Get Your Hands On the Ground with Handstands to Help You Throw Harder

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If your arm care training is only done with your hands in the air using cuff weights, bands, and dumbbells, you may be leaving important strength gains on the table for your throwing arm.

This week’s Strength in Numbers indicates why it’s vital that some of your training is done with your hands on the ground.

Open vs. Closed Chain

For starters, wrist weights, dumbbells, and bands are all open chain movements. That means that your hand is not in contact with a fixed surface, and the arm moves around the fixed anchor point provided by the scapula. The opposite of open chain training is closed chain training. Closed chain exercises for the upper body have your hands are on the floor or stable surface, and the hand is now locked so that the shoulder blade moves about the fixed arm. Push-ups are a great example of a closed chain exercise.

Note that the critical distinction between closed and open chain exercise is the emphasis on the movement of the scapula along the rib cage. This means that closed-chain training is a great option to target the scapular stabilizers that are especially important to throwing and highly focuses on one muscle, in particular, being the serratus anterior.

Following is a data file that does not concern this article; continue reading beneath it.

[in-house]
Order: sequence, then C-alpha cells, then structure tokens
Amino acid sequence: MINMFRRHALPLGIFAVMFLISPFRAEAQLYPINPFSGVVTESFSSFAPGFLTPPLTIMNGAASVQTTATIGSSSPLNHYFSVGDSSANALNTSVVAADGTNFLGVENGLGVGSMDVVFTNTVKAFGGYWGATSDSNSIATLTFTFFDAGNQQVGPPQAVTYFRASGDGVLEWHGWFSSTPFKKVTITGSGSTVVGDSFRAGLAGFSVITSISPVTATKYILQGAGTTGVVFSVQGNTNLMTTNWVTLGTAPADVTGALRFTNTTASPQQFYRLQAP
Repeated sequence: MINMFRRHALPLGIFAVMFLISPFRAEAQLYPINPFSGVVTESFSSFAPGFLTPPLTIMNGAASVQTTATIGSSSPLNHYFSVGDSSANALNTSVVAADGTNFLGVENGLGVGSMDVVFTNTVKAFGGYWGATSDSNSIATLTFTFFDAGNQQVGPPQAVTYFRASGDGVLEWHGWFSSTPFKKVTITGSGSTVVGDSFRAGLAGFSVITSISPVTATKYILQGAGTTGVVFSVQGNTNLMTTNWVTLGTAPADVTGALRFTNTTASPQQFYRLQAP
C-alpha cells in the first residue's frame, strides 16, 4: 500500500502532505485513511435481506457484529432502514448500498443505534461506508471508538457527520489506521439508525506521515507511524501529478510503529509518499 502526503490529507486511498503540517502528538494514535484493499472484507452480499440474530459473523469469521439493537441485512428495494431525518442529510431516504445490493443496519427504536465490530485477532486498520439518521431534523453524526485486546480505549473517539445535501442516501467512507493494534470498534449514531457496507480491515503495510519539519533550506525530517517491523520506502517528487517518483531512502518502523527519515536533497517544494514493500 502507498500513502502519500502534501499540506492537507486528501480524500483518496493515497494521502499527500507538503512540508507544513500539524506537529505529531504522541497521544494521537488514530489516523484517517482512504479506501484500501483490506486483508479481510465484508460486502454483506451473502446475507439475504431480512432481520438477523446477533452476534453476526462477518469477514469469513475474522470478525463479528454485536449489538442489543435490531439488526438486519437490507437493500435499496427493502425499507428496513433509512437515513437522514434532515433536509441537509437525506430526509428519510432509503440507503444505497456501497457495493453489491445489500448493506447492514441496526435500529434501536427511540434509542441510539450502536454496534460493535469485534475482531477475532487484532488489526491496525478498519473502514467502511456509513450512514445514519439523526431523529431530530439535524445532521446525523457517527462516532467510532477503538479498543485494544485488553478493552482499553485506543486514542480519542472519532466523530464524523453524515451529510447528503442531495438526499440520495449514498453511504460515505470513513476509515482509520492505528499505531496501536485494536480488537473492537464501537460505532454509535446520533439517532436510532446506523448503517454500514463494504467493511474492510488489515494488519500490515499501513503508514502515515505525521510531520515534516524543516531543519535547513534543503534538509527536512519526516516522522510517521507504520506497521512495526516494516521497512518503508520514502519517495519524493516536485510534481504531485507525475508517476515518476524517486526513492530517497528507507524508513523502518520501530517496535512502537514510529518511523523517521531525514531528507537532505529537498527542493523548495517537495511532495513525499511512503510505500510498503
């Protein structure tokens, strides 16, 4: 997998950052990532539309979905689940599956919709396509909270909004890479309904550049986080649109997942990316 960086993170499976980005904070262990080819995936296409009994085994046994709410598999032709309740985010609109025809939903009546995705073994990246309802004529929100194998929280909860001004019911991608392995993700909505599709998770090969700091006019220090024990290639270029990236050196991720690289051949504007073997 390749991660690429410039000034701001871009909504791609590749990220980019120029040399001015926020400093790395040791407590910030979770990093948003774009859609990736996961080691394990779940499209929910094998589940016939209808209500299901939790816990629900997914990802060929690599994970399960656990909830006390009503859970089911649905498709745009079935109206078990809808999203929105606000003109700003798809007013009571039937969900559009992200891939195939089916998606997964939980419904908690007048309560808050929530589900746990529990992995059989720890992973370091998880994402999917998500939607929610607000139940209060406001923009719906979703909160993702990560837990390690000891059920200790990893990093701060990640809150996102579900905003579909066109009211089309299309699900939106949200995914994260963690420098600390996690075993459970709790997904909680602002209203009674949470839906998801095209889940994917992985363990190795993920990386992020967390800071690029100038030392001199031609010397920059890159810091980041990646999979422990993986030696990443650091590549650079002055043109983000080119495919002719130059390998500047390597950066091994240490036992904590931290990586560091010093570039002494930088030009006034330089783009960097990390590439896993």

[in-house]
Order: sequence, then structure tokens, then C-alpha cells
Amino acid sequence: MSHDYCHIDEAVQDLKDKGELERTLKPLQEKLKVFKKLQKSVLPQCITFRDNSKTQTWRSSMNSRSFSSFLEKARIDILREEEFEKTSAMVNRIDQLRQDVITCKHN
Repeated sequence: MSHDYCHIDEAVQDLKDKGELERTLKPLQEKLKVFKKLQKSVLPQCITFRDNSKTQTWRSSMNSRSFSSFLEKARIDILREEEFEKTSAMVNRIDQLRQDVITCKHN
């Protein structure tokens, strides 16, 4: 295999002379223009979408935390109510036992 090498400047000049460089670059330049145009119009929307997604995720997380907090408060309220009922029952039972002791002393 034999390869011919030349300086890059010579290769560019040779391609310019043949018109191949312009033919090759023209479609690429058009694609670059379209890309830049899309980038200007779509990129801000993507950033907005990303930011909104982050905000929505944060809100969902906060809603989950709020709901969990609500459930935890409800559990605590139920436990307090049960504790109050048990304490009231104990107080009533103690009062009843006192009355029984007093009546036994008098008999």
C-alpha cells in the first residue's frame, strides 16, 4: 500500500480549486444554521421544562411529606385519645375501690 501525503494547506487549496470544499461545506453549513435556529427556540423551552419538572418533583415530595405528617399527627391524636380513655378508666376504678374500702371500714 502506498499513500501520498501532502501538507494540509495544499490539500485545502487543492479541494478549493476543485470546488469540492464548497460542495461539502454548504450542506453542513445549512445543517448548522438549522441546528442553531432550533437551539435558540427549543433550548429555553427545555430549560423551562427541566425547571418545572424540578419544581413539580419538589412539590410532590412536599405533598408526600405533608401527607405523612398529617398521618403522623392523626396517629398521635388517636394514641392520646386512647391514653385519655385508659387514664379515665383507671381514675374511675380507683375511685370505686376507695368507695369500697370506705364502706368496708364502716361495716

The Serratus Anterior

The serratus anterior is highly active throughout the entire throwing delivery from layback to ball release. It is a key muscle in moving the scapula upward so that the arm can elevate to a consistent release point. Due to its constant muscular activity in throwing, the serratus is impacted by fatigue. If serratus strength is lost, the throwing arm will change its position in 3D space by lowering, and even worse, the athlete may increase lean to the glove side to maintain the release point and increase stress on the throwing elbow. 

serratus anterior
Source: https://youtu.be/-tlcuAKTr1Y

The problem with push-ups and other closed chain exercises in the plank position is that the serratus is most active above shoulder height, and for many athletes, push-ups are not enough effort to strengthen the serratus effectively.

How can you train to withstand such loads and activate the serratus—a muscle that is so instrumental in positioning the throwing arm?  

In our ArmCare IQ segment, we answer this question by demonstrating inverted closed chain shoulder training and its role in building a stronger throwing arm.

Watch the video to learn more and get ready for our updated ArmCare App training coming out later this year, which will feature inverted closed chain training progressions to maximize throwing arm health and performance.


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